Dr. Daniel Kim is a board-certified geriatric psychiatrist who serves as medical director of the inpatient geriatric psychiatry service and program director of the geriatric psychiatry fellowship. His primary area of interest is in the education of medical students, residents, and fellows in geriatric psychiatry.

Academic Appointments

  • Clinical Associate Professor, Psychiatry and Behavioral Sciences

Administrative Appointments

  • Program Director, Geriatric Psychiatry Fellowship, Stanford University School of Medicine (2022 - Present)
  • Medical Director, Inpatient Geriatric Psychiatry Service Stanford Hospital (2016 - Present)
  • Associate Medical Director, Senior Behavioral Health Inpatient Unit University of California San Diego Medical Center (2008 - 2016)

Professional Education

  • Clinical Fellowship, University of California, San Diego, Geriatric Psychiatry (2005)
  • Residency, University of Illinois, Chicago, General Psychiatry (2004)
  • M.D., Loma Linda University School of Medicine, Medicine (2000)

Graduate and Fellowship Programs

  • Geriatric Psychiatry (Fellowship Program)

All Publications

  • A Randomized Controlled Trial of Atomoxetine in Generalized Social Anxiety Disorder JOURNAL OF CLINICAL PSYCHOPHARMACOLOGY Ravindran, L. N., Kim, D. S., Letamendi, A. M., Stein, M. B. 2009; 29 (6): 561-564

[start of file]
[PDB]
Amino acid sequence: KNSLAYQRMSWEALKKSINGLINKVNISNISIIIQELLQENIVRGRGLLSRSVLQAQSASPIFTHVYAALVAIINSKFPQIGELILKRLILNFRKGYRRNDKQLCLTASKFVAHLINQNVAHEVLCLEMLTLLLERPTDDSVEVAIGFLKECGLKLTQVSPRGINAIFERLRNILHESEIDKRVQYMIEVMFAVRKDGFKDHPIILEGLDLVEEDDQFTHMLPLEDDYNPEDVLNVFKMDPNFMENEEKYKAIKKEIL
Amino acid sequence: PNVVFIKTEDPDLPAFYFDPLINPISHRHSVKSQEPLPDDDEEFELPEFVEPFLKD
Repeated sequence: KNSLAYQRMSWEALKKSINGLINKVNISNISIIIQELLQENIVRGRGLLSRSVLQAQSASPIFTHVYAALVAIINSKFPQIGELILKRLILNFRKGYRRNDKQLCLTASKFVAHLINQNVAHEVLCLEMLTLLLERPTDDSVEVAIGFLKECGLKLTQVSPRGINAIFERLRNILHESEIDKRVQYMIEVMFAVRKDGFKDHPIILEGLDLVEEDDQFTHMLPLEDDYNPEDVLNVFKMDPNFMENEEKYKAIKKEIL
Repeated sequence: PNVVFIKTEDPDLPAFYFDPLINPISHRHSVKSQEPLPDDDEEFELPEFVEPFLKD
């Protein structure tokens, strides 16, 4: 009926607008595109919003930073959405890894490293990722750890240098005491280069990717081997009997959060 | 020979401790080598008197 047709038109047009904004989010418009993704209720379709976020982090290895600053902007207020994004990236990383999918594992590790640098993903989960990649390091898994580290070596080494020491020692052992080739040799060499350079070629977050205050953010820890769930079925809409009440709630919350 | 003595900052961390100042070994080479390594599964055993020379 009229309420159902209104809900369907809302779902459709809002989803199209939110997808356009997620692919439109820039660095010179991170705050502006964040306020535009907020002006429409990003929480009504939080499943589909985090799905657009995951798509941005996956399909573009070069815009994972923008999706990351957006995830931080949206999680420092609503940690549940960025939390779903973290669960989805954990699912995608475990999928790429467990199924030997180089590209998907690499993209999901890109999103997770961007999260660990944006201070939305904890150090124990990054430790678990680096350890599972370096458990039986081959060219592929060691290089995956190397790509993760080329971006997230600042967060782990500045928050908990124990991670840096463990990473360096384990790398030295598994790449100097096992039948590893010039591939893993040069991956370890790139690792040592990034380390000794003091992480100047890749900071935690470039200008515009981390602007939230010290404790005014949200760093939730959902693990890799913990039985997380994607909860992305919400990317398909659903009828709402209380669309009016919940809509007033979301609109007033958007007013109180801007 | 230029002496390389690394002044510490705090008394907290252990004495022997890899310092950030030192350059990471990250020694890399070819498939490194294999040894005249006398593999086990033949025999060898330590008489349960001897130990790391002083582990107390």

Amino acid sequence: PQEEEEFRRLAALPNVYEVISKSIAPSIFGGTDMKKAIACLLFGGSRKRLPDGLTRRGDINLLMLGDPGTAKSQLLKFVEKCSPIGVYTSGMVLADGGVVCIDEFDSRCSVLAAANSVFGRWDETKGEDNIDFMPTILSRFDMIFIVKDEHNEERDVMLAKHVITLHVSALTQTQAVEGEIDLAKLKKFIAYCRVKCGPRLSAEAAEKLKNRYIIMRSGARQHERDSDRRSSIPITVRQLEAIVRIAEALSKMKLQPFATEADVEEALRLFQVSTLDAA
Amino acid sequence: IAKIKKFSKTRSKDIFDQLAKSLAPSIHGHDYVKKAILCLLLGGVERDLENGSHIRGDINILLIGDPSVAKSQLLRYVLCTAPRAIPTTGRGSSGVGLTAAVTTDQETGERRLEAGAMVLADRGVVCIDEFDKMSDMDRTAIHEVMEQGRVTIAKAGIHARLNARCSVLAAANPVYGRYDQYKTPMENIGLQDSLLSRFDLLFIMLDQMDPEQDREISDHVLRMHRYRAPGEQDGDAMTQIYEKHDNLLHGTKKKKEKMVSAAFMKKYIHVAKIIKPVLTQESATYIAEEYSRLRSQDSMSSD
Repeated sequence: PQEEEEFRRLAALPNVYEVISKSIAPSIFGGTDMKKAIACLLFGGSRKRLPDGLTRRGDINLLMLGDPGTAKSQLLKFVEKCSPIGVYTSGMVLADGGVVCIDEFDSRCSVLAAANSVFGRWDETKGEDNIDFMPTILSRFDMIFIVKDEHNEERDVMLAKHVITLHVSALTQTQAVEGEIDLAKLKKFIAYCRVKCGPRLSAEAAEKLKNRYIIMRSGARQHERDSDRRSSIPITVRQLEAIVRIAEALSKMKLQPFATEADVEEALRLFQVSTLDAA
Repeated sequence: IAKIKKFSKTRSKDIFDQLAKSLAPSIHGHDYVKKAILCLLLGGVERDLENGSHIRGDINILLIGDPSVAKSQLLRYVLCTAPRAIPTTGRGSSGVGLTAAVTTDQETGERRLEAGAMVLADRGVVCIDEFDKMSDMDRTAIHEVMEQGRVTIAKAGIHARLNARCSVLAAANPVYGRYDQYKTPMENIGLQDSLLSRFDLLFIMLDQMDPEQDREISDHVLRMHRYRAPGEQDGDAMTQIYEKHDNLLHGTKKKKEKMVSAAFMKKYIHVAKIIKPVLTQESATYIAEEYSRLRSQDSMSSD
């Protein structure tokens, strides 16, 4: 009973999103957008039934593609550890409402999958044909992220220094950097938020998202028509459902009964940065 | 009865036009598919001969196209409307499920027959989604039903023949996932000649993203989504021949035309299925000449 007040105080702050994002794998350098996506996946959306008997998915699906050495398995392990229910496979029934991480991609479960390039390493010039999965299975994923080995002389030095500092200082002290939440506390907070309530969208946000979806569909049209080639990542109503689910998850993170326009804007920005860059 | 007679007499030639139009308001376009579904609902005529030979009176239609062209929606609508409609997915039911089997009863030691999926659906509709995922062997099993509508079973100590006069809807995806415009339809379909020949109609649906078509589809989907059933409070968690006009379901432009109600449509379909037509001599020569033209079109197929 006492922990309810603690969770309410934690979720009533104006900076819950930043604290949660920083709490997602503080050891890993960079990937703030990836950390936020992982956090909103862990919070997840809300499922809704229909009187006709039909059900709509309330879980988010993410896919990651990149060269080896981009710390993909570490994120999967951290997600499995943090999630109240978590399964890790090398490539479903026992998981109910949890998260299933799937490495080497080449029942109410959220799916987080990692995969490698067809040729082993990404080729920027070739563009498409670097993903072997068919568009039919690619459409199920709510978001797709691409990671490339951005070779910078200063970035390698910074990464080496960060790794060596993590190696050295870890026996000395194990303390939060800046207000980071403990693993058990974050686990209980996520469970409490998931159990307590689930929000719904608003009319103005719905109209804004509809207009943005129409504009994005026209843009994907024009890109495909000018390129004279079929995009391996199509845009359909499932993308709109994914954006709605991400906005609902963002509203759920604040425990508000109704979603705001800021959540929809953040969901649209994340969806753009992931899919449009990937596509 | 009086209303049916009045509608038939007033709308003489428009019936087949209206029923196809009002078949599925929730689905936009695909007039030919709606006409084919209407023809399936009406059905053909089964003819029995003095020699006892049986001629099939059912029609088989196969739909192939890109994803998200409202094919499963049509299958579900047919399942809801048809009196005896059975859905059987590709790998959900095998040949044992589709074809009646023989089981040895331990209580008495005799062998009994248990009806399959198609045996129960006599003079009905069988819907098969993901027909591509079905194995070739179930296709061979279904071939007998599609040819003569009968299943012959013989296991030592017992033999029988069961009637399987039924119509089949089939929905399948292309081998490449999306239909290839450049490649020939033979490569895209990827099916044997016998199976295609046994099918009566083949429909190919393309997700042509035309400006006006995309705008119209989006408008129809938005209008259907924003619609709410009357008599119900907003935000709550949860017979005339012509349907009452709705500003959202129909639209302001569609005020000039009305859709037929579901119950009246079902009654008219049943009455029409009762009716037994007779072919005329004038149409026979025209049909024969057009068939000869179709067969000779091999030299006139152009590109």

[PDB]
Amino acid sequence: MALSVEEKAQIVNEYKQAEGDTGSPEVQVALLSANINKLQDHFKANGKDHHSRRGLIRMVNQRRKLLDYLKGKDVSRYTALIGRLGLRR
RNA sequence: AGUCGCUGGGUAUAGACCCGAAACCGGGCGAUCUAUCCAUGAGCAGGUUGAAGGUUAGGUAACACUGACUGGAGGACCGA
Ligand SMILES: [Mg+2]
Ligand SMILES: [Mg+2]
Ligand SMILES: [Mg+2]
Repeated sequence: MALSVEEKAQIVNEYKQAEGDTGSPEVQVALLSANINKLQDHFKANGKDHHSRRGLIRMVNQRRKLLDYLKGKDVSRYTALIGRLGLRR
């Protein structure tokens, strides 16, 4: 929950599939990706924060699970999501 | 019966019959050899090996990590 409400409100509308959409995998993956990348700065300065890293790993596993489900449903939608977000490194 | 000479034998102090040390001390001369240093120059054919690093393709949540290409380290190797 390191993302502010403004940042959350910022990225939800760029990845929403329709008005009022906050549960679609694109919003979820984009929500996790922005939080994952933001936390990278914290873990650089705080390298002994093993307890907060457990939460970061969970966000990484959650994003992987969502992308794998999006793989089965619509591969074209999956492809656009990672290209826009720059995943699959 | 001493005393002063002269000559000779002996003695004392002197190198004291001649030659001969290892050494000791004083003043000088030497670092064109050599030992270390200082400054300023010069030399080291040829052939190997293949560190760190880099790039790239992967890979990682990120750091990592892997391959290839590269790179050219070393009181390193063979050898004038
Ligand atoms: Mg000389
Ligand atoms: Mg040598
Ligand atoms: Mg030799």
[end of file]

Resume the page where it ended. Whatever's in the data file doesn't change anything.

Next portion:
The current mainstays of social anxiety disorder pharmacotherapy are serotonergic agents, with less known about the efficacy of more noradrenergic drugs. Atomoxetine (ATM), a highly selective norepinephrine reuptake inhibitor, is currently approved for the treatment of attention-deficit/hyperactivity disorder (ADHD). We describe the first controlled trial of ATM with respect to efficacy and tolerability in adults with the generalized subtype of social anxiety disorder (GSAD) without comorbid ADHD. Twenty-seven outpatients with clinically prevailing diagnoses of GSAD by the Diagnostic and Statistical Manual of Mental Disorders, Fourth Edition were randomized in a 1:1 ratio to 10 weeks of double-blind flexible-dose treatment with either ATM 40-100 mg per day (n = 14) or placebo (n = 13). Primary efficacy outcome was score at end point on the Liebowitz Social Anxiety Scale in the intention-to-treat sample. There were no significant group differences in patients completing the study (ATM, 79%; placebo, 77%). Whereas ATM was well tolerated, there were no significant differences in clinical efficacy between ATM and placebo for GSAD. There were few responders overall (ATM, 21%; placebo, 33%), but proportions were similar in each group (chi [1, 26] = 0.47; P = 0.67). Analysis of variance with repeated measures on the Liebowitz Social Anxiety Scale was performed to detect any differential change in social anxiety symptoms between groups. A significant time effect was found (F = 8.71; P = 0.007), but the time-by-treatment interaction was nonsignificant (F = 0.013; P = 0.91). Although the small sample size limits confidence in the reported results, the comparable, and low, response rates for ATM and placebo suggest that in the absence of comorbid ADHD, ATM is unlikely to be an effective agent for the treatment of GSAD.